Friday, October 21, 2005
Men and women have, on average, similar IQs, which is as good a proxy as we have so far for scholastic aptitude. But the percentage of men in college continues to drop, to only 43% today, and there's no reason to think it will stop dropping. Why?
A variety of cultural reasons have been offered, and I think they all have some merit. Secondary education, some have argued, has been feminized, made less appealing to boys. Others have argued that, regardless of whether pedagogy has changed, adolescent boys are particularly sensitive about their masculinity, and female academic achievement thus in and of itself causes some boys to incline away from academic achievement.
But I suspect that inherent differences have at least some impact on the disparity, in two ways, one which is not easily addressed and the other which I think is readily addressable.
The less-easily addressed inherent difference: while men and women appear to have similar average IQs, the male IQ distribution has a wider standard deviation. Put simply: there are more male than female geniuses, but also more male than female idiots.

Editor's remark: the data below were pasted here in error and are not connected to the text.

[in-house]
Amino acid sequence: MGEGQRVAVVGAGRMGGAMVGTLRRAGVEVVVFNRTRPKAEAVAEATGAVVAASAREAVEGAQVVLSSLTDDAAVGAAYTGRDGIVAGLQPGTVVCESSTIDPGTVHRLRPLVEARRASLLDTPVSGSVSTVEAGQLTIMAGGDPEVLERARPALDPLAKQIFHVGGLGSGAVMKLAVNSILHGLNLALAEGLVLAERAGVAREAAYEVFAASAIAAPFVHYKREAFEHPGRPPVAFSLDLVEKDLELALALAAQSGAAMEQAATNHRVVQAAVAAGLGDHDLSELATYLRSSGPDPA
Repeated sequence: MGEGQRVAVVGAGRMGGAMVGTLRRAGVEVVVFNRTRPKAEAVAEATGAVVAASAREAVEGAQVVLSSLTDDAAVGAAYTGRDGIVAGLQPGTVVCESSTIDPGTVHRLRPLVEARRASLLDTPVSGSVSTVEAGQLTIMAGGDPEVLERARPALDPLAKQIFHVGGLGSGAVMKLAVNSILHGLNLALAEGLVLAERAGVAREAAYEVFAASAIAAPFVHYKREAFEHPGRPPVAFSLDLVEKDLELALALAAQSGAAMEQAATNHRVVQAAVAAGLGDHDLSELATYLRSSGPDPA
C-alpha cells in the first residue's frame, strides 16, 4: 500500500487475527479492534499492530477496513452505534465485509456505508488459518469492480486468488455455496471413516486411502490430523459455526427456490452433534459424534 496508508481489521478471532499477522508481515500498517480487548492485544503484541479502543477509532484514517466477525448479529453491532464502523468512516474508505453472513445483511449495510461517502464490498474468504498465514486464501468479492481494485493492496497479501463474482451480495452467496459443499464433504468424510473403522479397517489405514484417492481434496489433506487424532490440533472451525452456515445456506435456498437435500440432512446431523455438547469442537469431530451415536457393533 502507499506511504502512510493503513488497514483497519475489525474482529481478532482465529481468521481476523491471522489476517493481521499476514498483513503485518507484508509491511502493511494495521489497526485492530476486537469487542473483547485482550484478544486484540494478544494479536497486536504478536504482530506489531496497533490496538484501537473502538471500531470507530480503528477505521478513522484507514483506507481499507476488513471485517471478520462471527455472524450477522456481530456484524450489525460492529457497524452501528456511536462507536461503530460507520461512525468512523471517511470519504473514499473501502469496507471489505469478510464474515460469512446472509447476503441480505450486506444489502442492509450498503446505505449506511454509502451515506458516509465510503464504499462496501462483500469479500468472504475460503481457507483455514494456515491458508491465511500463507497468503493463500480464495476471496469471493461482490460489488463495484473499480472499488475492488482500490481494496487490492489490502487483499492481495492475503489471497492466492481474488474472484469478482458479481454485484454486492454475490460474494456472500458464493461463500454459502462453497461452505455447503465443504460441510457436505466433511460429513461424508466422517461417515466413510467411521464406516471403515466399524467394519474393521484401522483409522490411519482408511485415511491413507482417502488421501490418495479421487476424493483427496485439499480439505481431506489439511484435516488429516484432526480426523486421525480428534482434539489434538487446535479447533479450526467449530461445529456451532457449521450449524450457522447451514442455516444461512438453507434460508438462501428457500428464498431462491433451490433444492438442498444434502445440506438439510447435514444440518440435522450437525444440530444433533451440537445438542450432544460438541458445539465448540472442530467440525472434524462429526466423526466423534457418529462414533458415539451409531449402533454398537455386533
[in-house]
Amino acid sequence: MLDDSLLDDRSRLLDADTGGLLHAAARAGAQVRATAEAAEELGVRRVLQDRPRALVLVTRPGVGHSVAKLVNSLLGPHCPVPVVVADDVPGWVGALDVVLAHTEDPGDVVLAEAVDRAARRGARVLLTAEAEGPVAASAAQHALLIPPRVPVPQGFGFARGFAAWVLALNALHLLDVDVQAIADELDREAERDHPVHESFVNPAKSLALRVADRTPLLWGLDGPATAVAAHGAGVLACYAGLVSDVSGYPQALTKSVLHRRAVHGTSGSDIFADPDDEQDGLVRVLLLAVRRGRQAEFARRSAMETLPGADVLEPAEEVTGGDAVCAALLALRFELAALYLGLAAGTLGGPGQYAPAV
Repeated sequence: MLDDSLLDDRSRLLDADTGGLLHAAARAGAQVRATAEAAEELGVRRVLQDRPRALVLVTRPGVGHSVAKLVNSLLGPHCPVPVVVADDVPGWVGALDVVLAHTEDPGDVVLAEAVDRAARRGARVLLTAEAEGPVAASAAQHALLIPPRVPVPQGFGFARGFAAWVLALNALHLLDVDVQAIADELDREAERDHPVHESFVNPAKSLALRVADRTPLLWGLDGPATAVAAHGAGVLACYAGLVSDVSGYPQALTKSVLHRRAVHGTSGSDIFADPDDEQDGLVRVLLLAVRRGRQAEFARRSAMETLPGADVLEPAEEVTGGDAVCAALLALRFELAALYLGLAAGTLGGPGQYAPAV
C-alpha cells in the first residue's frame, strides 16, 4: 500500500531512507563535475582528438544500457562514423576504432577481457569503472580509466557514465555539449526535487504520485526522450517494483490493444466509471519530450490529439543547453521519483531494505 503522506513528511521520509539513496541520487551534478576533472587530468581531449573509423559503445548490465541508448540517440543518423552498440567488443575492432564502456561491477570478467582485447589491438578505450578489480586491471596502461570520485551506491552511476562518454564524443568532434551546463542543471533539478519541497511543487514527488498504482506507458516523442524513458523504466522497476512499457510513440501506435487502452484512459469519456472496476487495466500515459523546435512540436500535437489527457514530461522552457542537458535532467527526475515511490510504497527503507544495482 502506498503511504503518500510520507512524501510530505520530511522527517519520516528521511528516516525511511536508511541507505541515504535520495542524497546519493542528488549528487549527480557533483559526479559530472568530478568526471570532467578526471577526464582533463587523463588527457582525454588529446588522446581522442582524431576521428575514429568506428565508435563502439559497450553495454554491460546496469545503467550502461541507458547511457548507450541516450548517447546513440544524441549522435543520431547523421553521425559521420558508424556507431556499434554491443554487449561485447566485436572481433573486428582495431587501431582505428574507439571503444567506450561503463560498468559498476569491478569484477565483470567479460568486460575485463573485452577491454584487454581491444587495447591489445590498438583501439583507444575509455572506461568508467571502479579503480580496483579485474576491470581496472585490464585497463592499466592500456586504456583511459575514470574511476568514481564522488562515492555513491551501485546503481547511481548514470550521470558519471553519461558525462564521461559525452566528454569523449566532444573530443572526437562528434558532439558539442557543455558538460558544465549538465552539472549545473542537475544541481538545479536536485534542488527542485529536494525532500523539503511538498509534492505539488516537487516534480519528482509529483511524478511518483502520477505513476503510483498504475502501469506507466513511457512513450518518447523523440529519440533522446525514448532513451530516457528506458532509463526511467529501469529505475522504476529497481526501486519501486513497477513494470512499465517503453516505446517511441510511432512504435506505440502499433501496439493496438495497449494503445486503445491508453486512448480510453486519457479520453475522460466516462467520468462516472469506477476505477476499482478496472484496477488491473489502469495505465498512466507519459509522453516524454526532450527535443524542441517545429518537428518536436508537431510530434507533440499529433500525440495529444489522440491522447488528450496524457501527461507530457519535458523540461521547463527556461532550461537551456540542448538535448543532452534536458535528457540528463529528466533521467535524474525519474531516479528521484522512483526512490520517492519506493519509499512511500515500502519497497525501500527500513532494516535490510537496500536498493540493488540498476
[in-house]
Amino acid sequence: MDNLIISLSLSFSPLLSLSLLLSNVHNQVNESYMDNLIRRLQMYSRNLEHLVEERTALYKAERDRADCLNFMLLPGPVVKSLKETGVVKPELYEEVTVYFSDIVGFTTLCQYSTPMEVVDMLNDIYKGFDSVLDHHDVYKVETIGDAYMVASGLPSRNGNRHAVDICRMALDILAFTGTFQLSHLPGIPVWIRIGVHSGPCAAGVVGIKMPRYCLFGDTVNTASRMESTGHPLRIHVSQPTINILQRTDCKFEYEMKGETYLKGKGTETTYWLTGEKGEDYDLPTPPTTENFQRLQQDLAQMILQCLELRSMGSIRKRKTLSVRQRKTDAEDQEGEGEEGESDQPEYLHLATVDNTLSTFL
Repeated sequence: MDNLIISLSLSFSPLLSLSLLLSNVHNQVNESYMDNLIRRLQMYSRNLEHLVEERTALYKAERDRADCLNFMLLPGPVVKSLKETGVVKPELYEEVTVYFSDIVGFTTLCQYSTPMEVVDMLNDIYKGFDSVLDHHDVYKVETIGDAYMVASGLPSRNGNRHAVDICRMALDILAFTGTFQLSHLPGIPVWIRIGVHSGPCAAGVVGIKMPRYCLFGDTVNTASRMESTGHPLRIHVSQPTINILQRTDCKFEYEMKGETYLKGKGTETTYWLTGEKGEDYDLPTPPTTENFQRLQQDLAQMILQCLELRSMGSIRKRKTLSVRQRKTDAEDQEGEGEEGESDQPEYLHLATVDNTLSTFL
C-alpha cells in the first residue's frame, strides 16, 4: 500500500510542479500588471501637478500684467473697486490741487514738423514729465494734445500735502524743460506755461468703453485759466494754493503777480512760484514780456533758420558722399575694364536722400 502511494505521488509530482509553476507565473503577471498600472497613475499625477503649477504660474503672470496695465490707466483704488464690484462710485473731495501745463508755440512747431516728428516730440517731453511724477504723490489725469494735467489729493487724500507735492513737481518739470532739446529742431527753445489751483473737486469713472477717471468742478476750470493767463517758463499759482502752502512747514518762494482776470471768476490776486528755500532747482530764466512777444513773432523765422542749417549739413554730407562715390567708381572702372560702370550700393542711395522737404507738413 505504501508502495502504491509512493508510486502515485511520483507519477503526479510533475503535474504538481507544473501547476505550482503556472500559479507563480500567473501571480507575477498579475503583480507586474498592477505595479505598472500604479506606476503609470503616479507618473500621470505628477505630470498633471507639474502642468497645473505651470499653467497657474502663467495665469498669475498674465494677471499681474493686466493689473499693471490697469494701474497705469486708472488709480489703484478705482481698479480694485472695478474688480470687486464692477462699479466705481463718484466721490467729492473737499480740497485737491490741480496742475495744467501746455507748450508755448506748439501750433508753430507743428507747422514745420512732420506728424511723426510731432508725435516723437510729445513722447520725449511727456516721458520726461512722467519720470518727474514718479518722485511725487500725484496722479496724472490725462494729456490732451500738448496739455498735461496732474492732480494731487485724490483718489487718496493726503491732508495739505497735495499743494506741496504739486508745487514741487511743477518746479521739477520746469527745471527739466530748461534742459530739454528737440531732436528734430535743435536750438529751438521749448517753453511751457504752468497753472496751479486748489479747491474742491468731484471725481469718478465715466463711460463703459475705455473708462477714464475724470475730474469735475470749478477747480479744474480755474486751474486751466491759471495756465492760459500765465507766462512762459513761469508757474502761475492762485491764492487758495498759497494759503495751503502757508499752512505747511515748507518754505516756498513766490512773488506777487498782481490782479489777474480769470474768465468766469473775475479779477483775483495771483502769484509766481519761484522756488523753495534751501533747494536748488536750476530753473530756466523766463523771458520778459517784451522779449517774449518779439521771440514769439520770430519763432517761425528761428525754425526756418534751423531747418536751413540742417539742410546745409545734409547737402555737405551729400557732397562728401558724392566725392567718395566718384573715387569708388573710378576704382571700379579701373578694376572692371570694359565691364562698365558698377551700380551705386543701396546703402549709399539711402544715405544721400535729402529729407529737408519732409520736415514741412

If colleges accepted only a small elite, you would expect this elite to be disproportionately male because there are more men way out on the right end of the curve than there are women. But today, when something like 50% of Americans have at least some college education, you'd expect the ratio to skew modestly the other way, as there are more women than men bulking up the middle of the curve.
I don't think there's much to do about this effect. But I also don't think it's dominant. What I think is probably more significant is the difference in average age of maturity - intellectual and emotional - between men and women. The physical differences between boys and girls in early adolescence are obvious. But there are important emotional and intellectual differences as well. I think it's highly likely that girls get a leg up in high school in part because they are already more mature, intellectually and emotionally, than boys are at the same age, and this advantage translates into greater representation in colleges.
If this is part of what's going on, the obvious solution is for boys to go to college - or maybe high school - a couple of years later than girls. The gap could be filled in any number of ways depending on when the extra years are inserted. I suspect that a modest age gap between college men and women would have a positive impact on the social, educational and sexual atmosphere on campus. And the guys would be able to catch up with the gals in terms of lifetime earning power when their wives take a few years off to have kids.
(I suppose I've cast myself into the outer darkness by posting on this topic. So let me say what Steve Sailer always says by way of caveat: average differences tell you next to nothing about the differences between specific individuals. In the average married couple the man is a couple of years older than the woman. I'm married to a woman 12 years my senior. There you go.)